by Courtney Belolan
One of the tenets of learner centered proficiency based education is that learners work within their Zone of Proximal Development. This means using grouping and regrouping strategies to meet learners where they are and let them move at their readiness levels. While we all agree that this is what we want to be doing, the how isn't always clear. This week I lay out some possibilities for how to manage grouping and regrouping within a class.
1. Balancing Whole Class Experiences and Individual/Small Group Learning: Instead of thinking of learner centered practices as looking like each learner on their own track all the time, think of it as looking more like a mix of whole group experiences with multiple access points and time for individual or small group learning. In math this might look like spending time on problem solving with a more diverse group of learners a few days a week (think Number Talks, Hi/Low Tasks, real world problem solving, etc), then spending other days on individual needs and small group instruction. In a science class this could look like having an opening experience, participating in a set of whole group discussions across a unit, and participating in a culminating product together as learners move through targets within the unit or project at their own pace.
2. Free Flow Grouping: Instead of thinking of groups as being attached to the teacher for instruction in some way, think of groups as being attached to the targets and foundational skills. This method requires the teacher to have input resources in place and ready to go for learners at any given time. Any whole class interaction would skew more towards work around habits of mind and accountability partners, sharing goals and reflecting on processes. There may be some deadlines or other benchmarks to make room for things like revision or rehearsal, and once in a while there may be some whole group experiences that feel more like something separate altogether.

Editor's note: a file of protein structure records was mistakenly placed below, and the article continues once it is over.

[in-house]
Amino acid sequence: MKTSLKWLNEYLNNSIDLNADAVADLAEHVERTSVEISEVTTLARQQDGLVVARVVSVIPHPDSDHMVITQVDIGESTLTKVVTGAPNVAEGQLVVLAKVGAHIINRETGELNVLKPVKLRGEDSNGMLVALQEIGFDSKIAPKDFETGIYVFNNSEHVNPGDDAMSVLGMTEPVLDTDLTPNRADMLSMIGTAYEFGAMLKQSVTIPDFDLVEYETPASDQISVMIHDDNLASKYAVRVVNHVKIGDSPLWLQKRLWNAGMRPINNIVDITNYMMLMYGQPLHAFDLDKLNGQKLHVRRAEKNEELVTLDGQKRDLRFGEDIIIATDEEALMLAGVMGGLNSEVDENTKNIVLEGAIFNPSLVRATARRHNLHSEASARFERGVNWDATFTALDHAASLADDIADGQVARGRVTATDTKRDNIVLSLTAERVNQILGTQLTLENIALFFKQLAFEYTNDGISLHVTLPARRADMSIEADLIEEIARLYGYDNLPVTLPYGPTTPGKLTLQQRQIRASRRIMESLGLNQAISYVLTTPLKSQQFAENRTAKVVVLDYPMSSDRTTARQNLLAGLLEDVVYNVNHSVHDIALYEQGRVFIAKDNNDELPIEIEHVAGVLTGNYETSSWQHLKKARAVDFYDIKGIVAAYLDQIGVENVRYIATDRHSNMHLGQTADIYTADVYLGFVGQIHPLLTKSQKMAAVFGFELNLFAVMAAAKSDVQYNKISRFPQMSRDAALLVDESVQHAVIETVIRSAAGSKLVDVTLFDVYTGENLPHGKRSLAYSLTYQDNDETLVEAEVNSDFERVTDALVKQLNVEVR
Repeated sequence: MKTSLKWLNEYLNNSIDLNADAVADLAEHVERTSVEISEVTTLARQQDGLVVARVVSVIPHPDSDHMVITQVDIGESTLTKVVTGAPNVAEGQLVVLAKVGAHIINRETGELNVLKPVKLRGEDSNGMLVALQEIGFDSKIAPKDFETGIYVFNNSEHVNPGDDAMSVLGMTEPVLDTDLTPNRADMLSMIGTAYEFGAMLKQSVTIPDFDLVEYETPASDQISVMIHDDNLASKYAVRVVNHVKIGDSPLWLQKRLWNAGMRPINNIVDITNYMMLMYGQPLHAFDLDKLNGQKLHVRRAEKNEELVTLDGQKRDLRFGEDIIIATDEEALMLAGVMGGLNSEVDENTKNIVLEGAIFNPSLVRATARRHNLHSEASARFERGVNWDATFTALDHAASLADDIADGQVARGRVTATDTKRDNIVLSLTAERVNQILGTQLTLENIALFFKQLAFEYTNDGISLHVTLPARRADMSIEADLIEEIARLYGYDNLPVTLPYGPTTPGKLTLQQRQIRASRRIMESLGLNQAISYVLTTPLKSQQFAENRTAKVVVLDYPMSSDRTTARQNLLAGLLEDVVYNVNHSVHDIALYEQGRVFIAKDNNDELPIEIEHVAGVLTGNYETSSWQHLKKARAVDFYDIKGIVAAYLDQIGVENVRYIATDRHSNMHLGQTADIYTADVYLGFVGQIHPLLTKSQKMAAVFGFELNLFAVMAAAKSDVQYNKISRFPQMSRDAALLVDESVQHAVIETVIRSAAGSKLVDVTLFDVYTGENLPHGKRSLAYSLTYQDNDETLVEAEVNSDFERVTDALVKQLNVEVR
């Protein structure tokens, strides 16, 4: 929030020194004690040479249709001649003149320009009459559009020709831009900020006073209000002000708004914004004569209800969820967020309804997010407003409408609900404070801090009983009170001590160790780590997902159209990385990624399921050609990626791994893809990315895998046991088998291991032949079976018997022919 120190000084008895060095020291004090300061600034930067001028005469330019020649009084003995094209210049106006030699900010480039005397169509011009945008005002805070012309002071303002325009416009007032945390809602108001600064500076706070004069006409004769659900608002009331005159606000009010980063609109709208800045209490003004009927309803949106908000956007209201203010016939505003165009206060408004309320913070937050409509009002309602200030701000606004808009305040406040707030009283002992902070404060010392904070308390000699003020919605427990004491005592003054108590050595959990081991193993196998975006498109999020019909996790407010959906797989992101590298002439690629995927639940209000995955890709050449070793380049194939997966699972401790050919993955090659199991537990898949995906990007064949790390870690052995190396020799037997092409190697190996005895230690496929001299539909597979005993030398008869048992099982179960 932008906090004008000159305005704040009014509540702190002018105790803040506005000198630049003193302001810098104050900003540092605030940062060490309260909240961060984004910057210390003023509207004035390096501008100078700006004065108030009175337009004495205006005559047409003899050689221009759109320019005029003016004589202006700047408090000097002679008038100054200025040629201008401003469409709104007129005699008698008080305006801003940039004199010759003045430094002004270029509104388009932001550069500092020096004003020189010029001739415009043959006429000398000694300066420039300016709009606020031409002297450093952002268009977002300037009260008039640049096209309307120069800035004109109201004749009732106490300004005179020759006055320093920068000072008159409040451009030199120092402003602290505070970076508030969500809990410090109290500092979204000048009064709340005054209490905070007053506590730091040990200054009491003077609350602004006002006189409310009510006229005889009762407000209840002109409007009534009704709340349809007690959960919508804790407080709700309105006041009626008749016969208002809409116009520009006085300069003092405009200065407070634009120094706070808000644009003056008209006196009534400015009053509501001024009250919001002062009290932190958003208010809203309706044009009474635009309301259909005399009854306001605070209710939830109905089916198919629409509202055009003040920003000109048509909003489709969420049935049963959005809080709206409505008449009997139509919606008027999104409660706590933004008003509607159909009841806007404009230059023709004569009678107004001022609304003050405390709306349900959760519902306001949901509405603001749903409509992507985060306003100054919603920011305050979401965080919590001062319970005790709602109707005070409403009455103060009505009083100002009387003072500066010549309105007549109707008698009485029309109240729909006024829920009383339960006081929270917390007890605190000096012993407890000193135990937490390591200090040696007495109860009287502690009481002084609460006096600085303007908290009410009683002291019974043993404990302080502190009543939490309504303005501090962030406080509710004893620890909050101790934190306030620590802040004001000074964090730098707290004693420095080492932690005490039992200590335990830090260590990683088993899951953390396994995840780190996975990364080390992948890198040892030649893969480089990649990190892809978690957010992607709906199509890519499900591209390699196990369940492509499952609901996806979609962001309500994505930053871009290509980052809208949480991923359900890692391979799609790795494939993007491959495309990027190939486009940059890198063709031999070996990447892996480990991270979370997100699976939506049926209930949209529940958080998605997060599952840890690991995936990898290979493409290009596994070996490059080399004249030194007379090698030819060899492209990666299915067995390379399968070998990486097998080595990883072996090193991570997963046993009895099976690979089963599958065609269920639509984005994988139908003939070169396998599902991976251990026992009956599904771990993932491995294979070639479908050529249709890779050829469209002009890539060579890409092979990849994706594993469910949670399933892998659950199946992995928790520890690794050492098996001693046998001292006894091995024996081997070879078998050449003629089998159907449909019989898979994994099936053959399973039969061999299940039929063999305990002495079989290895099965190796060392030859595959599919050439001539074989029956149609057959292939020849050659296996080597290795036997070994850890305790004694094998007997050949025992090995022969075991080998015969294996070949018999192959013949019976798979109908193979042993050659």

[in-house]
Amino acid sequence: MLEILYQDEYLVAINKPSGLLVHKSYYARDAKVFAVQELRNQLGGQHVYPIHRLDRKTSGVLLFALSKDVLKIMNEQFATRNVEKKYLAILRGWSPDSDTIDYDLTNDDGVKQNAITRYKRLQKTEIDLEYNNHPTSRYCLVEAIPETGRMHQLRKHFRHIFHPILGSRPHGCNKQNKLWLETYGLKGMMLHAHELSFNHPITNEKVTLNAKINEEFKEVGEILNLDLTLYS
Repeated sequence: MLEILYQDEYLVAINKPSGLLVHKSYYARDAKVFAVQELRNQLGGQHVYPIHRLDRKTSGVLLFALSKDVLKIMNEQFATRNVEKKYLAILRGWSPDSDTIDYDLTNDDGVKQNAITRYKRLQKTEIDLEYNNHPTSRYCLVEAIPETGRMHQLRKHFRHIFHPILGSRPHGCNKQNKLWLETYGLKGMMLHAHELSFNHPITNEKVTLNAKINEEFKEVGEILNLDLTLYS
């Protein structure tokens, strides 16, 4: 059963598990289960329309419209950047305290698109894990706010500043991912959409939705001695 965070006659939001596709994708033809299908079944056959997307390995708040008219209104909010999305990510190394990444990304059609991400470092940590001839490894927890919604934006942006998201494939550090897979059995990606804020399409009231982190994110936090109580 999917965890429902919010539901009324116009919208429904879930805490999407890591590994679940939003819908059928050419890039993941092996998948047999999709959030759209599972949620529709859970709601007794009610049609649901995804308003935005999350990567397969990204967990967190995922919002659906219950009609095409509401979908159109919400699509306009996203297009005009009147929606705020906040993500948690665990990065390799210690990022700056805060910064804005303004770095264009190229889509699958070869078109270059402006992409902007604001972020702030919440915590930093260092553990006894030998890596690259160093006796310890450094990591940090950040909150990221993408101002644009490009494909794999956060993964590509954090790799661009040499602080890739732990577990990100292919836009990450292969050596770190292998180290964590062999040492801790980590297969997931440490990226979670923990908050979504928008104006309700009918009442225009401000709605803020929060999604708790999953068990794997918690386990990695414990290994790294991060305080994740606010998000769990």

3. Shifting in Cohorts: Instead of thinking of groups as all switching at predetermined times, think of managing group switches based on smaller numbers. Learning is social so it is beneficial to actually have groups of learners working on the same skills or content at the same time. On the teacher end, it feel more manageable to have more than one learner start on new foundational skills or targets at the same time. Shift learners into new groups in cohorts of at least two learners. As teachers notice that learners are reading to move into something new, use some pacing strategies to make sure there is a cohort starting at the same time. This could look like some learners getting daily instruction or encouragement to complete work at a quicker pace, and some learners being given level 4 work or slowing down for a day or two.
The Learner Centered Practices Blog